As depositors raced to pull their money out of regional banks, the world’s largest cryptocurrency surged 30% in the past few weeks.
On Halloween 2008, there were zero bitcoin users. It was only just an idea.
Fifteen years later, over 44 million wallets around the globe own a little bitcoin. And I’m confident that it’s only the beginning.
As people continue to lose trust in the traditional banking system, they’re going to move to cryptocurrency as an alternative.
From every crisis we have, a new opportunity emerges.
I think the opportunity here is bitcoin. To me, it’s the answer to a banking system that is run by people who are incentivized to be greedy.
So don’t be surprised if you start to see in the next couple months — maybe the next couple weeks — all-time highs in some of these large crypto coins.
And if you’re interested in learning about a few other coins that are poised to profit as well, check out my latest crypto presentation. I’ll give you all the details on how to access my newest recommendations. Just click here.
Editor, Strategic Fortunes
The Finger-Pointing Starts…
Ian made the point that our banking system has virtually been the same since the early 1900s.
I’d argue that Ian is being far too generous. At a basic level, the global fractional reserve banking system has barely changed since the Medici family opened their bank in Florence in the late 1300s!
It’s remarkable how little has changed in over six centuries. Banks took in deposits and invested whatever cash they didn’t need on hand. And just like now, some of those investments would blow up in spectacular fashion, leading to bank runs.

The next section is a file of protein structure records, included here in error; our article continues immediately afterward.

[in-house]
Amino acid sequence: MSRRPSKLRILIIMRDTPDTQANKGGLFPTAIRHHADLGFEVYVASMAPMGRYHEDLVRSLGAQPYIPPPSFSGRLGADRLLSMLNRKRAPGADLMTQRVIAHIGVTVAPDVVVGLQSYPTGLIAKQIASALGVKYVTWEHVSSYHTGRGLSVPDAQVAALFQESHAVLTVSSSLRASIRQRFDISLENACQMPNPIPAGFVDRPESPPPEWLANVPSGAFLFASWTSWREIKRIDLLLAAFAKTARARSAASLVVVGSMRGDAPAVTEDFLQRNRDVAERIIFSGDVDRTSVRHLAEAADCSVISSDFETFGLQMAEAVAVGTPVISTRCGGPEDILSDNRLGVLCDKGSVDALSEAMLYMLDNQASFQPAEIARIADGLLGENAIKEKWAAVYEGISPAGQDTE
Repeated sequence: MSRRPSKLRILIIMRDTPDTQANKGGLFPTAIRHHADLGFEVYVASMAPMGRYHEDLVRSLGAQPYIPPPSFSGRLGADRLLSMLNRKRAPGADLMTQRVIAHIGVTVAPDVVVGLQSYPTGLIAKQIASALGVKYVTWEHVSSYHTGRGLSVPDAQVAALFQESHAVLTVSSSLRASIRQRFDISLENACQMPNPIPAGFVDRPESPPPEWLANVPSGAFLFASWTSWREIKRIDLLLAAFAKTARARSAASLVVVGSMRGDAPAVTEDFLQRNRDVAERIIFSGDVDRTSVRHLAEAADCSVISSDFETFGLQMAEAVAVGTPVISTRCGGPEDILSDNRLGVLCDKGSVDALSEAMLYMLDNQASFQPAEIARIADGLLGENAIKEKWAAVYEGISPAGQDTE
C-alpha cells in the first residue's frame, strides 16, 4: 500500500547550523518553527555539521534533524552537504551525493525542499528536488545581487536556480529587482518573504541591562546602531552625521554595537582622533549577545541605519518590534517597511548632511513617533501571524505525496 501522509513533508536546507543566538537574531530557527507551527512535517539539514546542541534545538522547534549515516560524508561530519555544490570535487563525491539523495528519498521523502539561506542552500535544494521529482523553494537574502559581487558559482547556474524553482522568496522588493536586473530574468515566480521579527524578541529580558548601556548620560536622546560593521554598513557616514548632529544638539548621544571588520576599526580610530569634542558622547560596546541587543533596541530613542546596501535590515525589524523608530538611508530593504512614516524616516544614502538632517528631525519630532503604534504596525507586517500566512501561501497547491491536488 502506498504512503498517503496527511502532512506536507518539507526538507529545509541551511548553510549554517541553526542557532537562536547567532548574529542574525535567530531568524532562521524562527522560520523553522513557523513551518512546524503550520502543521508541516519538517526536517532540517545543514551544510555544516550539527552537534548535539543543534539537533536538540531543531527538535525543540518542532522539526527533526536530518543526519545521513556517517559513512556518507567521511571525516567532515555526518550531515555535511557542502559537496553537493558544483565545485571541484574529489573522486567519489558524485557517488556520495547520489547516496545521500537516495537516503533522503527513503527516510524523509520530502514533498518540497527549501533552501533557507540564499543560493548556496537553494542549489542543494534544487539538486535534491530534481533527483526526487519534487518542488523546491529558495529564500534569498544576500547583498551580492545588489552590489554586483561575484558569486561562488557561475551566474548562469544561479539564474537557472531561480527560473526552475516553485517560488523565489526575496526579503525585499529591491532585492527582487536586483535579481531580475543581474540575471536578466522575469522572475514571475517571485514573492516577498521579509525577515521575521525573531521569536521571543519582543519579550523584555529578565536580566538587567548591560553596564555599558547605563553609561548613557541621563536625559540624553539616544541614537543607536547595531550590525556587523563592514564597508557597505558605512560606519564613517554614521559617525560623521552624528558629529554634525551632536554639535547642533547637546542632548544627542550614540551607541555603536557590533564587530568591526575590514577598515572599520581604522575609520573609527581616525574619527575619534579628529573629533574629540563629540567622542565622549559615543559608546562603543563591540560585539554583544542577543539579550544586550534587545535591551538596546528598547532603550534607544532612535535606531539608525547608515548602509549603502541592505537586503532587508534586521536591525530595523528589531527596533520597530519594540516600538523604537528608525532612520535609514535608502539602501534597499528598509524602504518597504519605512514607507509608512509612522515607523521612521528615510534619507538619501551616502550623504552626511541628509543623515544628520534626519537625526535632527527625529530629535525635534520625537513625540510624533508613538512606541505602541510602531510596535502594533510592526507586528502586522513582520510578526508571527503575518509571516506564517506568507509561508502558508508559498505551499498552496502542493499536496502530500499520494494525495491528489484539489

At any rate, last week’s news centered on the failure of Silicon Valley Bank. Like Mike Carr and I discussed in yesterday’s podcast, that story isn’t over. We’re still dealing with the fallout.
But a bigger story this week was the shotgun wedding of Swiss banking giants Credit Suisse and UBS.
The Swiss are known for being sticklers for rules. But it seems they made a big exception with Credit Suisse … and their neighbors aren’t happy.
As part of the negotiated deal that saw UBS buy Credit Suisse, the Credit Suisse shareholders got $3.25 billion in equity.
Now, that wouldn’t be particularly noteworthy. But bondholders holding $17 billion in AT1 bonds saw their holdings written down to zero.
What Is an AT1 Bond?
If you’re curious, AT1 bonds were introduced after the 2008 meltdown to recapitalize banks in the event of a meltdown. These bonds are designed to be converted into equity, thus reducing the debt load and increasing the book value of equity.
But here’s the thing. Bondholders get paid before stockholders. Or at least, they’re supposed to. That’s how the capital stack works. Bondholders always get paid first, and stockholders get whatever is left. That’s the risk that stockholders take in exchange for the possibility of upside in the stock.
This is a big deal.
It may sound like petty squabbling, but it’s not. Investors bought those bonds at the prices they did because they understood their place in the pecking order — and the risk they were taking.
But that’s not what they got. Had they known they had the risk of losing their entire investment, they would have demanded a higher rate in return.
So, going forward, John Q. Bondholder is going to have to reconsider the risk he’s taking in his bond investments with Credit Suisse. He’s going to demand a higher return. This means higher yields on the bonds … and more expensive money for the company issuing them.
And about that: The AT1 bond market supplies about $275 billion in funding to European banks. By bailing out Credit Suisse stockholders, the Swiss National Bank might have just created the next crisis that’ll sweep the rest of the European banking system.
And let’s also not forget that the bondholders themselves are often banks. Meaning, banks that might have been perfectly heathy last week are now at serious risk of seeing their capital evaporate.
Now, is this the next shoe to drop?
We’ll see. The bigger takeaway is simply this: We don’t know what additional risks are under the surface … or what that next proverbial “Lehman moment” will be.
Chief Editor, The Banyan Edge